Bobbie Jo and the Outlaw


Just before former Miss World USA Lynda Carter became famous as Wonder Woman, she was experiencing a lull in her career that led to her participation in this cheapo exploitation flick from American International Pictures, the masters of quickie drive-in flicks. (This film was actually released after she began the Wonder Woman series!) Like porno films, the AIP B-movies tried to capitalize on genres and themes that were hot at the time, and in the era of this particular film that meant good ol' boys in souped-up cars in the style of Burt Reynolds. Reynolds had first scored country paydirt as Gator McKlusky in White Lightning (1973), and was busy making a sequel to that film (Gator, 1976) while AIP was trying to create its own country outlaw in the form of preacher-turned-actor Marjoe Gortner.

AIP got the lead character's rebellious attitude right, but they kinda took the "outlaw" concept to an extreme level. While the bad boy characters of Burt Reynolds would occasionally screw up some police cars in high-speed chases, thus causing some bumbling deputies to end up with their arms in slings, Marjoe's character basically went on a robbery and murder spree that would culminate with his death in a hail of bullets, ala Bonnie and Clyde. That Beatty/Dunaway classic is not the only good film which receives a ... er ... homage ... here. If you enjoyed Deliverance (another Burt Reynolds movie), you won't want to miss this film's bloody recreation of the famous "squeal like a pig" sequence. Despite the intense violence, the script and Marjoe's laid-back performance continue to represent the lead character as a likeable fun-lovin' country boy outsmarting the bumbling local sheriff, as if his homicides were just some more wacky pranks from the Duke boys.

Some elements of this film are almost surreal. Forget the "almost." They are surreal. Some examples:

Marjoe is stalking a sexy waitress (Carter) when he falls asleep in his stolen car while parked on her block. When he awakes, she's in the passenger seat, telling him to drive anywhere. They head out to the desert, where they are hiking through the ruins of an old Native American village when Carter suddenly produces a guitar and starts singing.

They are trapped inside a trailer when the cops find their stolen Mustang out by the mailbox. So how do they get away? Nothing to it. They make their escape in another car and a school bus which materialize from nowhere.

They plan to rob a local bank, but Marjoe says "we need more firepower." In the next scene, Marjoe and his sidekick are teaching Lynda and her sister how to shoot M-16s. In the next scene, they are holding up a gun shop. How did they get assault rifles before the robbery? And why did they need more guns if they already had high-powered automatic combat weapons? Maybe the editor got the sequencing of the scenes wrong, but I don't think so, because Lynda Carter used the combat rifle to provide cover for the gun shop robbery, so she must have had it before that robbery took place. The most likely explanation is that the production team was rewriting the film on the fly, filming scenes out of sequence, and getting confused on the details. My bet is that the editor had to piece footage together as coherently as possible. At any rate, there's no possible explanation for their having come up with M-16s between "we need more firepower" and the gun shop robbery, given that the script stresses how broke they were, and there's no justification for robbing the gun shop if they already had the weapons they needed to rob the bank!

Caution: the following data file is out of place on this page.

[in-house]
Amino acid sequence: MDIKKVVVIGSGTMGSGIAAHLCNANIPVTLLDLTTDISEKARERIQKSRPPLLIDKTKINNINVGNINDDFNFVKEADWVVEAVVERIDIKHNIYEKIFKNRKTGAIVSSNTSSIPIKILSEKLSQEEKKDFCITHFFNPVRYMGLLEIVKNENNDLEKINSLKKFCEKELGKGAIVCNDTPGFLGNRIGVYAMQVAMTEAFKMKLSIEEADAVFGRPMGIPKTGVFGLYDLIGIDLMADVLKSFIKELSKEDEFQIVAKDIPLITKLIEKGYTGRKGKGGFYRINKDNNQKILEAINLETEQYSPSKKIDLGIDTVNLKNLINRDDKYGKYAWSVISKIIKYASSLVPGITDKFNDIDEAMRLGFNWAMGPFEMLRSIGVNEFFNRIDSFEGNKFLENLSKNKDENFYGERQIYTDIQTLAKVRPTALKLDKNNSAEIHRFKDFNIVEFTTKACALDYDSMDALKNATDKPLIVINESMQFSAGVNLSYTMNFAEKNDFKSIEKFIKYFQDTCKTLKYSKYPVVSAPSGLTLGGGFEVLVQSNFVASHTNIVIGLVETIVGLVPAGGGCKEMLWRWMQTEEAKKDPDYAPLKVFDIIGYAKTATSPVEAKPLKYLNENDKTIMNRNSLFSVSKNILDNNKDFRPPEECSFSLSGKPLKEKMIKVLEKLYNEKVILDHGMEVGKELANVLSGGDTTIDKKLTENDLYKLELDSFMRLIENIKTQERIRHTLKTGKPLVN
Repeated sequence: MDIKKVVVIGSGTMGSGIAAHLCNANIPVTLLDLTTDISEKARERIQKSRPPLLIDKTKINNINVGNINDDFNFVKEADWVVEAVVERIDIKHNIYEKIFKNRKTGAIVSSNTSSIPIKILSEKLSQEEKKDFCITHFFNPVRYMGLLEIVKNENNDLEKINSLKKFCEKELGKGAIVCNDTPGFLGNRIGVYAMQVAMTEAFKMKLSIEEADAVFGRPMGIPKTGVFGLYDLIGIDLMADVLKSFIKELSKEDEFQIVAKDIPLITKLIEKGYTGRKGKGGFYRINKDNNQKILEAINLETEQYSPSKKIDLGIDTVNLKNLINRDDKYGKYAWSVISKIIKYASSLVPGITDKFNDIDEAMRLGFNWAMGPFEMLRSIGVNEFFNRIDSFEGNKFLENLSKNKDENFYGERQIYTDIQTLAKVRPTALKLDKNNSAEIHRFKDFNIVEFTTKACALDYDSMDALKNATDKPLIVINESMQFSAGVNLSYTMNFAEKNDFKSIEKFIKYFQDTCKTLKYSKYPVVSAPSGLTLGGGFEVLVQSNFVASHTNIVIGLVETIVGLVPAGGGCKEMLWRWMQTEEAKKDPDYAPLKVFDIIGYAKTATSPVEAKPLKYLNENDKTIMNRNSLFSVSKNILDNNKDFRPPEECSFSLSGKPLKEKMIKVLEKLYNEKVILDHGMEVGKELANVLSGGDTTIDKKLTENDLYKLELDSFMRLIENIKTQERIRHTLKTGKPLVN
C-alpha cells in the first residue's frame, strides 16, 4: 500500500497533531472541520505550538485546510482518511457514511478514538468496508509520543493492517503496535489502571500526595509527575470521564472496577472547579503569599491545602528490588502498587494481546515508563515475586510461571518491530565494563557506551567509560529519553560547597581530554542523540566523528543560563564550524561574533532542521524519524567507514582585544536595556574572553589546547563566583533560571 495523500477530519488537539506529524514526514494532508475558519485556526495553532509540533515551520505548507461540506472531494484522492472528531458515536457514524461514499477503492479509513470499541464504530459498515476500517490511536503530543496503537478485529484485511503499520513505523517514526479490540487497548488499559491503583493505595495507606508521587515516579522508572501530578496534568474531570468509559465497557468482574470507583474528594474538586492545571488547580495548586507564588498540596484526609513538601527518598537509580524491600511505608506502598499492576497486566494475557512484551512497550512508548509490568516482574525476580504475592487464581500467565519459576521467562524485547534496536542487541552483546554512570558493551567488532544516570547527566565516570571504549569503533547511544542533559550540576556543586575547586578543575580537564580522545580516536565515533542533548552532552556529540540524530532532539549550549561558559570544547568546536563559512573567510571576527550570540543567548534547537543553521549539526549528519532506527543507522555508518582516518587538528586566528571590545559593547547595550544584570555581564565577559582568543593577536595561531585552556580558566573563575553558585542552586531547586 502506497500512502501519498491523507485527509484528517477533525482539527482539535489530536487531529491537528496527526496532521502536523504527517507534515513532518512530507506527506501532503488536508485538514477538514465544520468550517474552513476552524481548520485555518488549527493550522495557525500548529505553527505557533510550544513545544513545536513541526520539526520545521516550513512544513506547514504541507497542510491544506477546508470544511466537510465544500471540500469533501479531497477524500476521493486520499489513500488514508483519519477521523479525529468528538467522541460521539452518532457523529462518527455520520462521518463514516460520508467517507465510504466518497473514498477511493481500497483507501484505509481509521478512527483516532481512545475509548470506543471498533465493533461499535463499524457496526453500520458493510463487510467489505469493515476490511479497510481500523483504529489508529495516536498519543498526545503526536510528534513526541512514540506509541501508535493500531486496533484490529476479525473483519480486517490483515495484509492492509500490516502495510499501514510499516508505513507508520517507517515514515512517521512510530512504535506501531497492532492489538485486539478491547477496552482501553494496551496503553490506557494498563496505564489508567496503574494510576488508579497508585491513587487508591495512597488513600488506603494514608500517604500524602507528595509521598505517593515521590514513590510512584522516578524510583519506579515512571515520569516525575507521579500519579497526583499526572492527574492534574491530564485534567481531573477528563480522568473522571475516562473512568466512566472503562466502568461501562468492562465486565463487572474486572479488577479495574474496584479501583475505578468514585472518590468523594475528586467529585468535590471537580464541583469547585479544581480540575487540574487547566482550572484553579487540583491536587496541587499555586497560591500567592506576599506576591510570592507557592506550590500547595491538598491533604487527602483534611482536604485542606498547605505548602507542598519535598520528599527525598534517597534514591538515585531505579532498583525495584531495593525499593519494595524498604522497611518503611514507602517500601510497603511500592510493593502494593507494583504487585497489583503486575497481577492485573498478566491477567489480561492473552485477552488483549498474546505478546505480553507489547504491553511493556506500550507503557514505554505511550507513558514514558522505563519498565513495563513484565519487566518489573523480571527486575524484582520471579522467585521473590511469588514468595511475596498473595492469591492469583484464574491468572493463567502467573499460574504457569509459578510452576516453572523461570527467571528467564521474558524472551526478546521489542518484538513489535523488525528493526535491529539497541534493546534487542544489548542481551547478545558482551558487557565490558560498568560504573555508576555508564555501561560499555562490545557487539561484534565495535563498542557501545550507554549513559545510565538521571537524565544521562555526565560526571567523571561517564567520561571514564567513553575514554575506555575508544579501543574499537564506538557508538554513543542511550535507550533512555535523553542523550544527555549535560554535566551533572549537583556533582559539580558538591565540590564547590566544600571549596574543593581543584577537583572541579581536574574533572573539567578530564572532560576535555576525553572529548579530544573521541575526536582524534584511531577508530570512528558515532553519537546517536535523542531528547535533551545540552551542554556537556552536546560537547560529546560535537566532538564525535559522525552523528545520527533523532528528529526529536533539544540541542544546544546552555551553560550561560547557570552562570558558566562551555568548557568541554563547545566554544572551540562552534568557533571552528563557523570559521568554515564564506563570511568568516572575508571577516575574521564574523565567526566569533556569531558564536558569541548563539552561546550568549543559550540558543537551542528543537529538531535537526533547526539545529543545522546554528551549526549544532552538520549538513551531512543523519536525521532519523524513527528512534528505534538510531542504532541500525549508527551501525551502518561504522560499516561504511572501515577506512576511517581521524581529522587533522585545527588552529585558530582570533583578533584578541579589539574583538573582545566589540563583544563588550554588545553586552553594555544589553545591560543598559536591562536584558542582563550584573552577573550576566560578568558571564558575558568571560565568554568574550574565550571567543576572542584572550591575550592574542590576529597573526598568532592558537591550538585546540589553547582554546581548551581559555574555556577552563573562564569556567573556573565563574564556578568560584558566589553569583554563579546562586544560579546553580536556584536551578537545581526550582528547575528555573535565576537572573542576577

The bumbling, sweaty local sheriff from Noplace, New Mexico keeps pursuing Lynda and Marjoe throughout Texas, with neither assistance nor interference from local law enforcement officers. The film makes this one small-town sheriff seem to be the only law west of the Pecos, like Judge Roy Bean.

While the outlaw gang is hiding out in the desert, one of them says something like, "We're gonna die unless we can high-tail it to Old Mexico before them pigs catch up with us." His girlfriend responds, "Yeah, I could sure use a taco right about now."

By the way, you might have noted the similarity in the titles "Smokey and the Bandit" and "Bobbie Jo and the Outlaw," but you'd be wrong to assume that AIP was ripping off the big studio film. Bobbie Jo actually came out a year before Smokey, so AIP was actually on the cutting edge of the trend which would soon rule both big screens and small in the late 70s, when Reynolds would have a big hit with Smokey and the Bandit, and The Dukes of Hazzard would begin a long TV run. Of course, AIP didn't have a lot of money in their budgets, so this film is punctuated with exactly one country song which is repeated again and again. There is another musical number, but its a lame pseudo-country ballad written especially for the film and sung by Wonder Woman, accompanied by her ownself strumming some simple guitar chords. She's not a bad singer, but has a voice more suited to cabaret torch reviews than to the Grand Ole Opry.

Apart from the budget problems, the repetitive score, the bizarre lack of continuity, and the fact that every character is a stereotype, the film also managed to haul out every imaginable clich in the 1970s film playbook: a grizzled Native American takes the outlaw gang on an acid trip in the desert; the outlaws stay at a New Mexico commune in the hand-built home of a hippie friend; the cops rough up and insult the hippie; the outlaws hide out and rest in the barn of an old farm couple and insist on paying them; ...


You get the idea.

It's the drive-in era at its pinnacle!

Nudity Report:

The good news: the film rarely goes ten minutes without some naked female flesh.




  • * Yellow asterisk: funny (maybe).

  • * White asterisk: expanded format.

  • * Blue asterisk: not mine.

  • No asterisk: it probably sucks.


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